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1-2  VOICE MOTION

6. Voice Motion

Good part writing depends on the smooth connection of the individual parts and their independence of motion. The term "motion" is used to describe the relative change in pitch of two or more voice parts. Voice motion is usually described in simple intervals. The four types of motion are similar, parallel, contrary, and oblique.

a. Similar motion occurs when two voices move in the same direction but produce different numerical interval names (Figure 1-12).

Figure 1-12. Similar Motion

b. Parallel motion occurs when two voices move in the same direction and produce the same (numerical) interval name (third, sixth, etc.). Interval quality (perfect, Major, minor, augmented, or diminished) is not considered in determining parallel motion. A Major third to a minor third is parallel motion (Figure 1-13).

Figure 1-13. Parallel Motion

NOTE: When voices move in the same direction, the motion can be called direct motion. Similar and parallel motions are direct motion.

c. Contrary motion occurs when two voices move in opposite directions (Figure 1-14).

Figure 1-14. Contrary Motion

d. Oblique motion occurs when one voice sustains or repeats while the other voice moves (Figure 1-15).

Figure 1-15. Oblique Motion

NOTE: When voices move in dissimilar directions, the motion can be called indirect motion. Contrary and oblique motions are indirect motion.

SELF REVIEW EXERCISE 1-5

Write the type of voice motion in the corresponding blanks provided below the measures. On the second line write whether the motion is direct or indirect. The first measure has been done for you (Figure 1-16).

Figure 1-16. Identify Voice Motion

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7. Objectionable Voice Motion

a. Crossed Voices. Crossed voices occur when the soprano does NOT have the highest pitch, the alto the second highest, the tenor the third highest, or the bass the lowest pitch. Do not write crossed voices (Figure 1-17).

Figure 1-17. Crossed Voices

b. Overlapping Voices. Overlapping voices occur when two adjacent voices move in similar or parallel motion and the lower voice ascends to a pitch above that just left by the upper voice. Overlapping voices also occur when the upper voice descends to a pitch below that just left by the lower voice. Do not write overlapping voices (Figure 1-18).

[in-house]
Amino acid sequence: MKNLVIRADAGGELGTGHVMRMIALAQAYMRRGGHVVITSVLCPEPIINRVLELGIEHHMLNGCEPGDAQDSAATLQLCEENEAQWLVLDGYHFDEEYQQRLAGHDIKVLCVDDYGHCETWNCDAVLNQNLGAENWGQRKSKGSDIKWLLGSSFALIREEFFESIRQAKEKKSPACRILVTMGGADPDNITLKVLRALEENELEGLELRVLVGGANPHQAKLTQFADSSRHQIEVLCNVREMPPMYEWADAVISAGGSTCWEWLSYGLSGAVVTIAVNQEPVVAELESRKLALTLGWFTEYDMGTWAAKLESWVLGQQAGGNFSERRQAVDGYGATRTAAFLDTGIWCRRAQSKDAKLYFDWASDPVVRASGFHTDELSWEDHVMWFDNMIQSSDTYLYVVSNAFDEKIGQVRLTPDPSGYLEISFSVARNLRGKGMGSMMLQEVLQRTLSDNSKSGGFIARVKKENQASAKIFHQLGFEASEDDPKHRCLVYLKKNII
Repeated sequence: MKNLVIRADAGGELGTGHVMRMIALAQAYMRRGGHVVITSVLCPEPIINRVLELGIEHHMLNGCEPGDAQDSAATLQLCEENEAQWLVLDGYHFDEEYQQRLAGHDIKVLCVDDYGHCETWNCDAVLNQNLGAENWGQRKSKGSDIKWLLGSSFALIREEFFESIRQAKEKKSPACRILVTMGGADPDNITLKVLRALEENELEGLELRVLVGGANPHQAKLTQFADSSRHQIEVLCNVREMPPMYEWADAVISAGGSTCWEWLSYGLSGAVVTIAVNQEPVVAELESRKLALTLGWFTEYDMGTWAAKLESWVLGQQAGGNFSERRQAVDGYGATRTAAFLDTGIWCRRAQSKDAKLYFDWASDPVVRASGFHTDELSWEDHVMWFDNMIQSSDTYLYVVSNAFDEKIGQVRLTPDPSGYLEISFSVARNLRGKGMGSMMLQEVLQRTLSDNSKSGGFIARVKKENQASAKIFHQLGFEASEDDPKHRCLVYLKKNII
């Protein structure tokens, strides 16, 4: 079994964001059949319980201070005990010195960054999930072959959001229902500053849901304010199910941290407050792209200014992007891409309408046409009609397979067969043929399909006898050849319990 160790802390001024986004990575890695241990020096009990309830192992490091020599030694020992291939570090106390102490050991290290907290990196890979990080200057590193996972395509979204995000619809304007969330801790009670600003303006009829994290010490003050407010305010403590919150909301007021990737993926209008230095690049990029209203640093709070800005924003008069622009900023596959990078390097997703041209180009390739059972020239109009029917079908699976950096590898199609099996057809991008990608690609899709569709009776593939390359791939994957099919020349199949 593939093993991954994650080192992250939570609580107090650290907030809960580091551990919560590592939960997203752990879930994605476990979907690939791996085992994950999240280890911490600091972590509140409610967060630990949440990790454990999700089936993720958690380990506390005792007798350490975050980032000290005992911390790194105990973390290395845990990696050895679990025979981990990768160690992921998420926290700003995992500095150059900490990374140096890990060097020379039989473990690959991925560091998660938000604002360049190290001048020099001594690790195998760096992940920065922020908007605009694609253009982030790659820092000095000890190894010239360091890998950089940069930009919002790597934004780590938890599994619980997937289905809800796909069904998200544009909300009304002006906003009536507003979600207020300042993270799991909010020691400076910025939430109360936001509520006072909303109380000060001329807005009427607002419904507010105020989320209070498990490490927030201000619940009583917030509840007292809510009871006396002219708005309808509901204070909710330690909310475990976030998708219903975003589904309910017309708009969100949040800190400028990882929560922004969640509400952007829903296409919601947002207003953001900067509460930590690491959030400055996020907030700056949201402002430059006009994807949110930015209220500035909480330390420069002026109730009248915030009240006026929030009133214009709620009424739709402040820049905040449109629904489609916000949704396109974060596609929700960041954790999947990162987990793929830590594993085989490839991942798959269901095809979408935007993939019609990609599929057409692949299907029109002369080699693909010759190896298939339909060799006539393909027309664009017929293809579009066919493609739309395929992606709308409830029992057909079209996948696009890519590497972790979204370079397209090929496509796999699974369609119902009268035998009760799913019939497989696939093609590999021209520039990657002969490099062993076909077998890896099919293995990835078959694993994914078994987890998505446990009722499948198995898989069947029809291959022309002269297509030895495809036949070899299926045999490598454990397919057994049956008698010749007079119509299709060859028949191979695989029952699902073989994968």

Figure 1-18. Overlapping Voices

NOTE: Measure 1 of Figure 1-18 also has a spacing error between the alto and tenor voices.

c. Parallel Voices.

(1) Parallel perfect primes, perfect fifths, perfect octaves, and dissonant intervals (seconds, sevenths, augmented, and diminished) should be avoided. Do not write parallel primes, fifths, octaves, and dissonant intervals (Figure 1-19).

Figure 1-19. Objectionable Parallel Voices

NOTE: Parallel perfect fifths and parallel perfect octaves are usually called parallel fifths and parallel octaves. Repeated notes are not considered parallel fifths or octaves.

(2) A hidden fifth or octave occurs when two voices approach a fifth or an octave in similar motion. A hidden fifth or octave is objectionable only when it occurs between the soprano and bass voice, and the soprano is approached by a leap (Figure 1-20).

Figure 1-20. Objectionable Hidden Fifth and Octave

(3) Parallel fifths and octaves by contrary motion occur when two voices move by contrary motion from one interval to the same interval. An octave to unison has the same effect. Do not write parallel fifths or octaves by contrary motion (Figure 1-21).

Figure 1-21. Objectionable Parallels by Contrary Motion

SELF REVIEW EXERCISE 1-6

Correct the crossed voices. Use only the exact pitch (octave) indicated to complete the exercise (Figure 1-22).

Figure 1-22. Correct Crossed Voices

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SELF REVIEW EXERCISE 1-7

Draw a solid line to indicate the overlapping voices and draw a dotted line to indicate the overlapped voices in each measure. Write the names of the voices overlapping and the notes that overlap. There may be more than one overlapping voice in each measure. The first one has been done for you (Figure 1-23).

Figure 1-23. Identify Overlapping Voices

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SELF REVIEW EXERCISE 1-8

Draw a line to indicate the objectionable parallel motion in each measure. Label parallel fifths with a bracket and the number 5 and parallel octaves with an 8. The first one has been done for you (Figure 1-24).

Figure 1-24. Identify Objectionable Parallel Motion

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SELF REVIEW EXERCISE 1-9

Draw a line to indicate the objectionable hidden motion in each measure. Label hidden fifths with a 5 and hidden octaves with an 8. The first one has been done for you (Figure 1-25).

Figure 1-25. Identify Objectionable Hidden Motion

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SELF REVIEW EXERCISE 1-10

Draw brackets to indicate the parallel voices by contrary motion in each measure. Label parallel fifths by contrary motion with a 5 and parallel octaves by contrary motion with an 8. The first measure has been done for you (Figure 1-26).

Figure 1-26. Identify Parallel Voices by Contrary Motion

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David L. Heiserman, Editor

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